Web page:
Blood cancers

Breast implant-related lymphoma risk confirmed by FDA


The US Food and Drug Administration (FDA) has confirmed that anaplastic large cell lymphoma (ALCL) is a rare but real risk associated with breast implants.

The FDA had recognised a possible association in 2011 but at the time concluded that more information was needed.

Since then, the World Health Organization formally designated such cases as breast implant associated anaplastic large cell lymphoma (BIA-ALCL). Australia’s TGA issued an alert about the risk in December 2016.

The FDA reported that of the 359 US cases – including nine deaths – information on the implant surface was available in 231. Of these, 203 involved a textured implant.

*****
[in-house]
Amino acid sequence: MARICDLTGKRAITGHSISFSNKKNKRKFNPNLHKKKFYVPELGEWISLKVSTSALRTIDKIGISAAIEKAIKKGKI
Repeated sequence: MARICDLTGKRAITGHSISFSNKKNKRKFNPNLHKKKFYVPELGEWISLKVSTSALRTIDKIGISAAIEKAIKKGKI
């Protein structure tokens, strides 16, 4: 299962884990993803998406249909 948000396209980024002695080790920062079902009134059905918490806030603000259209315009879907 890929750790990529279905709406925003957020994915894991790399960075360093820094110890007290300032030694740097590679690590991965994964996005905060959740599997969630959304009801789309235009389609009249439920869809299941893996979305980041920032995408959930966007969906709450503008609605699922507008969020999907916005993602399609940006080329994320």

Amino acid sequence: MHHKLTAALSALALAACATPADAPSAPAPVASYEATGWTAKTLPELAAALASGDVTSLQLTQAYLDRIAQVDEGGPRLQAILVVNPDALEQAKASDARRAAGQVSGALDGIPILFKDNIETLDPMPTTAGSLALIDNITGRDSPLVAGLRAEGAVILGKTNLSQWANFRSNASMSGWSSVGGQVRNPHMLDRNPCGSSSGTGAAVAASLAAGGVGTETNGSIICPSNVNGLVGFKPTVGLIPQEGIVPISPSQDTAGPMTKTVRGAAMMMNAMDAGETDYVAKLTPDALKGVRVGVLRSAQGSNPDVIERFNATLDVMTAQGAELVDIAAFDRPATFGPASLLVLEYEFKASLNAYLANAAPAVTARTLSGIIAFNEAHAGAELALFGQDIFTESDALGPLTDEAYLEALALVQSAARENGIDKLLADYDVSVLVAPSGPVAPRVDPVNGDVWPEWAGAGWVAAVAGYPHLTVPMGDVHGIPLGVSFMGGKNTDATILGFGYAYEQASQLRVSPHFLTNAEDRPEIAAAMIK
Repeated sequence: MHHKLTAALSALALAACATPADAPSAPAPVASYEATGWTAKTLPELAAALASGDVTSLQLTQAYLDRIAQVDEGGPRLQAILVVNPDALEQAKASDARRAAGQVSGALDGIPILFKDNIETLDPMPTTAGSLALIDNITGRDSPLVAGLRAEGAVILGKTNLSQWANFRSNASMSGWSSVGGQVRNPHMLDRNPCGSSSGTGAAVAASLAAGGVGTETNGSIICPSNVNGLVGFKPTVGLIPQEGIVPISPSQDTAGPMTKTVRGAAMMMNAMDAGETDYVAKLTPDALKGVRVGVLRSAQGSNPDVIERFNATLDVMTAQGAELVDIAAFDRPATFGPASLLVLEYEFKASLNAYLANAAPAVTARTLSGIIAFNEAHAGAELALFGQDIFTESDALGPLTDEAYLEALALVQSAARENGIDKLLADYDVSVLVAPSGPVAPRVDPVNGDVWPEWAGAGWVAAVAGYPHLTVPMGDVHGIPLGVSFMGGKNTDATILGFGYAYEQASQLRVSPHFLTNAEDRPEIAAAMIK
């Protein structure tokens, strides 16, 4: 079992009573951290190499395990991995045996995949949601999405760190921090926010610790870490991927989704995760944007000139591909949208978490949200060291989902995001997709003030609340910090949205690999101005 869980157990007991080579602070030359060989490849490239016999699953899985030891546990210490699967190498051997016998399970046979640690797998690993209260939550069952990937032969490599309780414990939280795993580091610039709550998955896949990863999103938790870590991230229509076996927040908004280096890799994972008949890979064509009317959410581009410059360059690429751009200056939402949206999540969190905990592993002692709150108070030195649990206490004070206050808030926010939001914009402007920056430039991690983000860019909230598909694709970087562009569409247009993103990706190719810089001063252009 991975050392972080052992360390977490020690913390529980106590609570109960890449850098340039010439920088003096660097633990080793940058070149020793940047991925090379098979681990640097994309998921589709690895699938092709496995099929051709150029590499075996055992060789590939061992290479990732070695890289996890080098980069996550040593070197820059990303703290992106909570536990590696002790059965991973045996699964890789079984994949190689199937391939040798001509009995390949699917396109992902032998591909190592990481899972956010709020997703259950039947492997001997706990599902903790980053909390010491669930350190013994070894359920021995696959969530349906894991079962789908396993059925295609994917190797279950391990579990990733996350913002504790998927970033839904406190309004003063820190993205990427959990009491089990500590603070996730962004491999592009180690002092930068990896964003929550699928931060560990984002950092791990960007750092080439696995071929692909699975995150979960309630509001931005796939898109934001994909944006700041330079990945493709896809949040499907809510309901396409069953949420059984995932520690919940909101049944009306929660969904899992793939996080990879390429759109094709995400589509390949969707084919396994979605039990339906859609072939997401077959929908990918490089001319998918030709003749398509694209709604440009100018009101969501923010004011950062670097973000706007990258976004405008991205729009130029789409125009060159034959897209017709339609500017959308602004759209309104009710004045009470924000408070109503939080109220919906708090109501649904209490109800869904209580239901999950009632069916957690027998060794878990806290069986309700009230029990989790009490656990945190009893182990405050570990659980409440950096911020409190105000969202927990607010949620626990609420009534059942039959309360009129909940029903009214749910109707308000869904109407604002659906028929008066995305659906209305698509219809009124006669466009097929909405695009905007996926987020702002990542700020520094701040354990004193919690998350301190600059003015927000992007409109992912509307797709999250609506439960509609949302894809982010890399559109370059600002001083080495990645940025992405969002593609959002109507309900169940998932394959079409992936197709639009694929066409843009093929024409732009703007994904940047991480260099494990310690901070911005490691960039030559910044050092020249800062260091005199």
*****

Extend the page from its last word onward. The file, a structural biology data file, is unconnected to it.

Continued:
312 reports included information on the implant fill type – 186 filled with silicone gel and 126 with saline.

The agency recommended that physicians consider the possibility of BIA-ALCL in patients with breast implants presenting with late onset, persistent peri-implant seroma. Some cases also present with capsular contracture or masses adjacent to the breast implant.

The American Society of Plastic Surgeons advised 75% of patients required either removal of the implants and total capsulectomy or removal of a resectable mass.

About 15% of patients with advanced disease and metastasis may require further treatment such as chemotherapy.

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